The issue of affordable housing is back. Rising rent prices and expensive new construction projects have made affordable apartments a rarity in big cities. The free market economy has consistently failed to solve the problem of housing for the less well-off. In the past only government investment, especially in the form of construction programmes for subsidized apartments, has proven capable of providing adequate housing for all income levels. Yet the model for the construction of subsidized apartments introduced in West Germany in 1950 was characterized by one element that distinguished it from both the centrally planned economies of East Germany and other socialist states and the programmes of the country’s western European neighbours: the status “subsidized apartment” was and is temporary. After a set period of time the apartments built with public funds become private property. This is one reason why the number of subsidized apartments in Germany is decreasing despite new construction and why renters are confronted with massive rent increases as soon as their apartments lose their subsidized status. In the context of the long history of policies of more or less subsidized housing in Europe, this international selection of historical and contemporary short films explores the issue of housing as one of the most basic human needs and the effects of a primarily profit-based approach to city and regional planning.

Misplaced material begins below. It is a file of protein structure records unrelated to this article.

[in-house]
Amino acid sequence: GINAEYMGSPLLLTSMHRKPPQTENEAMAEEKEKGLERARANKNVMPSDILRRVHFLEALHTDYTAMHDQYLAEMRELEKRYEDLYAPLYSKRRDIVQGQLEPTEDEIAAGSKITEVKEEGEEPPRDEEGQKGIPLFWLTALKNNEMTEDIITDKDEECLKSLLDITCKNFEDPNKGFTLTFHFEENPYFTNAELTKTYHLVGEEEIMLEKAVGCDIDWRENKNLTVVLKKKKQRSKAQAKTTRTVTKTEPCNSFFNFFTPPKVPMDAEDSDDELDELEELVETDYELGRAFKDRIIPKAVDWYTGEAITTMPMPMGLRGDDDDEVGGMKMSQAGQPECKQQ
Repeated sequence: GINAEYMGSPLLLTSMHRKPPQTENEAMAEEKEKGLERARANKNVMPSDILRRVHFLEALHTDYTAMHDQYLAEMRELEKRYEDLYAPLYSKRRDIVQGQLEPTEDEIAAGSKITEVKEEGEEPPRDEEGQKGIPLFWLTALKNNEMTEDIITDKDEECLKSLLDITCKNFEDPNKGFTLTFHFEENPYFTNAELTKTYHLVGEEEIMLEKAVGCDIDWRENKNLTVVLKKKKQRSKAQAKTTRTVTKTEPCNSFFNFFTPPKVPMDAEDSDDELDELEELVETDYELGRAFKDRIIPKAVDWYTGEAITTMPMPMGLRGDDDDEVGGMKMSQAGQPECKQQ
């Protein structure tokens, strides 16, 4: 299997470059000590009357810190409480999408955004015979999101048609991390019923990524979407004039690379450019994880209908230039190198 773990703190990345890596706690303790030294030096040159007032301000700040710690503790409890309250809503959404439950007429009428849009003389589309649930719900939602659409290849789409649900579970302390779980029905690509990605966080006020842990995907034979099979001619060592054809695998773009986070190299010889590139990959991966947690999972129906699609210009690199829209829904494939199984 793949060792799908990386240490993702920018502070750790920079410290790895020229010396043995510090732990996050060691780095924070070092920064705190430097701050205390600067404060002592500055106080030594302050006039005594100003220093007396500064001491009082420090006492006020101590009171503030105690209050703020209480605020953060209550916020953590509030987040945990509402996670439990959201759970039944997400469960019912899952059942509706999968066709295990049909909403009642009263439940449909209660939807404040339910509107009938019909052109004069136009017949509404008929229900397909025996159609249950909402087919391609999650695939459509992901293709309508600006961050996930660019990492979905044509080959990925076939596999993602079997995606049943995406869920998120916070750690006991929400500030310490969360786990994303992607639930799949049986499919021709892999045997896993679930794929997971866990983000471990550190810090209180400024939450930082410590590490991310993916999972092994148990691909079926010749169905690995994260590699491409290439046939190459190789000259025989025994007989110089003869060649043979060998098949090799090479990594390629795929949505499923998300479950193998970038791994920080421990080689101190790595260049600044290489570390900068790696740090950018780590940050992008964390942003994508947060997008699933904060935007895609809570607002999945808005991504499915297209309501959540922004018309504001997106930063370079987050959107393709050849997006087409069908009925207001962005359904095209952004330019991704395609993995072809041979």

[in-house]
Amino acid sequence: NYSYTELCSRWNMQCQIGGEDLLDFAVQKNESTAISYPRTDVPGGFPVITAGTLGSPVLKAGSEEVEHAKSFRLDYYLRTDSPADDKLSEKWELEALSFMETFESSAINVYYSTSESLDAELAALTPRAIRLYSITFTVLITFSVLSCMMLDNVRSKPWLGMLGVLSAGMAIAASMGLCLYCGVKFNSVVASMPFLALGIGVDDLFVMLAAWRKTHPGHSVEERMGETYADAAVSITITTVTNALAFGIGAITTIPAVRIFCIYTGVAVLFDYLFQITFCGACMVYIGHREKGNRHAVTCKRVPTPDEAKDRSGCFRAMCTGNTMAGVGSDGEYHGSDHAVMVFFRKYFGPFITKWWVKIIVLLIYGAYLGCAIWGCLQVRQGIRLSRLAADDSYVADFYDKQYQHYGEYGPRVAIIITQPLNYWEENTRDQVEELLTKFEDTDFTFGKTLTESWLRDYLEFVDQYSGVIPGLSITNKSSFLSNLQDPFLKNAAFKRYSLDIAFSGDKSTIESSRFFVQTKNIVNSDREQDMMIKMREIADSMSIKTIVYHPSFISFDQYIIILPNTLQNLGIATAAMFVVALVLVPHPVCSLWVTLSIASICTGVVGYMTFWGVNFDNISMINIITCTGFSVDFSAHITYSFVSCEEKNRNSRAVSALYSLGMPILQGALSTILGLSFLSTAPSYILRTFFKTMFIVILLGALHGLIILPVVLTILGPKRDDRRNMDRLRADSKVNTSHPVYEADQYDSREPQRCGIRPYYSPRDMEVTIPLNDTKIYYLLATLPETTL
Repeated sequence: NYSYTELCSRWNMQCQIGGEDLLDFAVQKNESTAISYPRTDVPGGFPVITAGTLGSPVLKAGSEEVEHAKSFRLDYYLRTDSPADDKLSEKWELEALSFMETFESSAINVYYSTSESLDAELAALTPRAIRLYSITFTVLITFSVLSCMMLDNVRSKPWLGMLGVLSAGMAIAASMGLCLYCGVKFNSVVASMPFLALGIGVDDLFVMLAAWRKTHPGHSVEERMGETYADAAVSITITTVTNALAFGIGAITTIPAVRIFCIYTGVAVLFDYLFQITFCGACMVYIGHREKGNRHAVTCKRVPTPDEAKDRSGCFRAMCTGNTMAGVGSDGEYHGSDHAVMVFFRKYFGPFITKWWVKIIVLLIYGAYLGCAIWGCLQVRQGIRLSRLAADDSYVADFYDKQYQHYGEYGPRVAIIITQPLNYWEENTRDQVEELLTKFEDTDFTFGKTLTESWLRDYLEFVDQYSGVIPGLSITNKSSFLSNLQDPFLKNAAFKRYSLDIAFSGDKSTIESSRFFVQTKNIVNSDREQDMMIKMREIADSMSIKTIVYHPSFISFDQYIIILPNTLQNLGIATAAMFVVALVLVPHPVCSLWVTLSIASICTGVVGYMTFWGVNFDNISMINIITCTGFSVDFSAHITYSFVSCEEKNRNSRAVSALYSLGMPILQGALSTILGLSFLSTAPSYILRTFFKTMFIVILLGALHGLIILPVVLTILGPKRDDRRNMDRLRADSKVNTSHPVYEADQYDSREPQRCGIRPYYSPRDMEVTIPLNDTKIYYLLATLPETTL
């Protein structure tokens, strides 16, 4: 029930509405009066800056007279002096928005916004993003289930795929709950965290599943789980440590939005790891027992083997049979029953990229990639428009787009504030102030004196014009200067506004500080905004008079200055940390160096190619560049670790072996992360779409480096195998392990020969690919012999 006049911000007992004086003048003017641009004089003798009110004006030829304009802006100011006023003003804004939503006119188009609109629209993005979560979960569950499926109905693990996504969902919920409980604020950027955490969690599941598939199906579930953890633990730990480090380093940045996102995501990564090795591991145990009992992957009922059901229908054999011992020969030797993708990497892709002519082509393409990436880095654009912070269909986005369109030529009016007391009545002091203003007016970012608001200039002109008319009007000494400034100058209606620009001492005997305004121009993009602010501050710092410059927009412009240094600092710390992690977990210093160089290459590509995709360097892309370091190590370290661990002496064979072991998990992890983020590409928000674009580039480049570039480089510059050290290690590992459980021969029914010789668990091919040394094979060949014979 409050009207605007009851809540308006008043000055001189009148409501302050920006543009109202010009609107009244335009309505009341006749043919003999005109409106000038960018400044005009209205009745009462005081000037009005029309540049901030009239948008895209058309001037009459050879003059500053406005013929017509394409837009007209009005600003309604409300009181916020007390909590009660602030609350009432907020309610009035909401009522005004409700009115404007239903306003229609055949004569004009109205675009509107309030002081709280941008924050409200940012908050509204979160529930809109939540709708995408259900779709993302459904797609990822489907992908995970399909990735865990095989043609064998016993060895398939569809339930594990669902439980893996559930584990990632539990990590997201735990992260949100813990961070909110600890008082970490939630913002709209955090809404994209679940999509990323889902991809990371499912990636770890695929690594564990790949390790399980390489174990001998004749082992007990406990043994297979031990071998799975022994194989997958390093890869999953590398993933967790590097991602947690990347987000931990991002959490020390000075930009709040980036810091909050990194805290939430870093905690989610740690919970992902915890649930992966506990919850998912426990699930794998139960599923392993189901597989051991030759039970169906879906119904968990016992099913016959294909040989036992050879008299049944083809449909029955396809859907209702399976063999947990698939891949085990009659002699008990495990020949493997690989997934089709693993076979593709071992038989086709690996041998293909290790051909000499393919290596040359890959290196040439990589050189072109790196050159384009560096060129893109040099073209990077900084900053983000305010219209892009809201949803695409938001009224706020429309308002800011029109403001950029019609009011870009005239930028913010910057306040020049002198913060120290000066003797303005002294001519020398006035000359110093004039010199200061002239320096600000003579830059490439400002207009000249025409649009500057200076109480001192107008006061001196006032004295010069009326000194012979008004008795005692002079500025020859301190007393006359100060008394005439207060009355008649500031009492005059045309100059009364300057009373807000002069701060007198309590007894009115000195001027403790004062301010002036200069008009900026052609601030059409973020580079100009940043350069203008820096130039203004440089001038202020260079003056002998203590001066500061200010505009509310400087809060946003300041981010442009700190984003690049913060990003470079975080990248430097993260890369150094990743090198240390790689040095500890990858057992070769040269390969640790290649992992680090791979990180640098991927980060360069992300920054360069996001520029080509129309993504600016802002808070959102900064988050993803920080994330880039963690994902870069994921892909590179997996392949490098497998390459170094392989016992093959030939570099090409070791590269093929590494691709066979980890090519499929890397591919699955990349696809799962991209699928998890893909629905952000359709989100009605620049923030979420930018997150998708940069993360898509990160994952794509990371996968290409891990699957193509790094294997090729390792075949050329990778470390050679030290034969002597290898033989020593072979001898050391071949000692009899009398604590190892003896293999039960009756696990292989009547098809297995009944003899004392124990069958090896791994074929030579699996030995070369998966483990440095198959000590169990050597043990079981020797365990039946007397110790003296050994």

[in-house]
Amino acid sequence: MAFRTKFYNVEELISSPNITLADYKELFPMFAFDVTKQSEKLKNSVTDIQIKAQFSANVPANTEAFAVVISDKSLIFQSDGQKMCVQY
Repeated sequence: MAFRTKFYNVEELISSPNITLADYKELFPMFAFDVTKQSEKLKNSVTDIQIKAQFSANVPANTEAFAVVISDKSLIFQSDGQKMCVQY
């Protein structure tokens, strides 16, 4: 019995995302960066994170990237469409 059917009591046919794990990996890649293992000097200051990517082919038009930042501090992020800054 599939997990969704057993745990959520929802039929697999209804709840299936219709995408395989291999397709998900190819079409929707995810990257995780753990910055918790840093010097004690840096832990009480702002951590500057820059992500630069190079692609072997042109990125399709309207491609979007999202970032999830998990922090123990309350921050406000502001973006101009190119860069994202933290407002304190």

Introduction: Florian Wüst